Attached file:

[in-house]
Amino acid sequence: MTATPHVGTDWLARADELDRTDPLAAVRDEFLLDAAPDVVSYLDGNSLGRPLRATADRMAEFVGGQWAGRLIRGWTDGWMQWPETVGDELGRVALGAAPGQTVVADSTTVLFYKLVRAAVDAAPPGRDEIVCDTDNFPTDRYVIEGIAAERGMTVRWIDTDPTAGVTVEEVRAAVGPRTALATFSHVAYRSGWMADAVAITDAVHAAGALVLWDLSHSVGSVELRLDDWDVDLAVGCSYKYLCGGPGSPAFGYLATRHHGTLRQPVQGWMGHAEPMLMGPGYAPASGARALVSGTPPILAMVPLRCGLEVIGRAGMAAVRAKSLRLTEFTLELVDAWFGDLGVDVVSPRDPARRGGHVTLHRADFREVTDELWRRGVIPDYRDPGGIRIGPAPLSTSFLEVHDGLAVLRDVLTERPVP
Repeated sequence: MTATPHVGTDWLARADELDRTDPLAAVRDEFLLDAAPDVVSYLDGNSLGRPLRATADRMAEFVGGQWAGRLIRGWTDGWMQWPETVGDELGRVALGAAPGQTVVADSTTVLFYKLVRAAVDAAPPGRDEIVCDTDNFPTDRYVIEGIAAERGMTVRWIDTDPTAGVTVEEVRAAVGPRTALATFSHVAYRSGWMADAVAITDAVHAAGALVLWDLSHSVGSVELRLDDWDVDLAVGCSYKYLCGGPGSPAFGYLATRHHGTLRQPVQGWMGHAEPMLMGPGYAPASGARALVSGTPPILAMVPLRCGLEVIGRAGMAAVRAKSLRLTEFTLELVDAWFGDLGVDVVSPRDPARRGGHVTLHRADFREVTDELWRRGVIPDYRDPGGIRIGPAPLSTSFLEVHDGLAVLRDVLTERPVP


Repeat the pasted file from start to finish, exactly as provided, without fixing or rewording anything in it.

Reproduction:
[in-house]
Amino acid sequence: MTATPHVGTDWLARADELDRTDPLAAVRDEFLLDAAPDVVSYLDGNSLGRPLRATADRMAEFVGGQWAGRLIRGWTDGWMQWPETVGDELGRVALGAAPGQTVVADSTTVLFYKLVRAAVDAAPPGRDEIVCDTDNFPTDRYVIEGIAAERGMTVRWIDTDPTAGVTVEEVRAAVGPRTALATFSHVAYRSGWMADAVAITDAVHAAGALVLWDLSHSVGSVELRLDDWDVDLAVGCSYKYLCGGPGSPAFGYLATRHHGTLRQPVQGWMGHAEPMLMGPGYAPASGARALVSGTPPILAMVPLRCGLEVIGRAGMAAVRAKSLRLTEFTLELVDAWFGDLGVDVVSPRDPARRGGHVTLHRADFREVTDELWRRGVIPDYRDPGGIRIGPAPLSTSFLEVHDGLAVLRDVLTERPVP
Repeated sequence: MTATPHVGTDWLARADELDRTDPLAAVRDEFLLDAAPDVVSYLDGNSLGRPLRATADRMAEFVGGQWAGRLIRGWTDGWMQWPETVGDELGRVALGAAPGQTVVADSTTVLFYKLVRAAVDAAPPGRDEIVCDTDNFPTDRYVIEGIAAERGMTVRWIDTDPTAGVTVEEVRAAVGPRTALATFSHVAYRSGWMADAVAITDAVHAAGALVLWDLSHSVGSVELRLDDWDVDLAVGCSYKYLCGGPGSPAFGYLATRHHGTLRQPVQGWMGHAEPMLMGPGYAPASGARALVSGTPPILAMVPLRCGLEVIGRAGMAAVRAKSLRLTEFTLELVDAWFGDLGVDVVSPRDPARRGGHVTLHRADFREVTDELWRRGVIPDYRDPGGIRIGPAPLSTSFLEVHDGLAVLRDVLTERPVP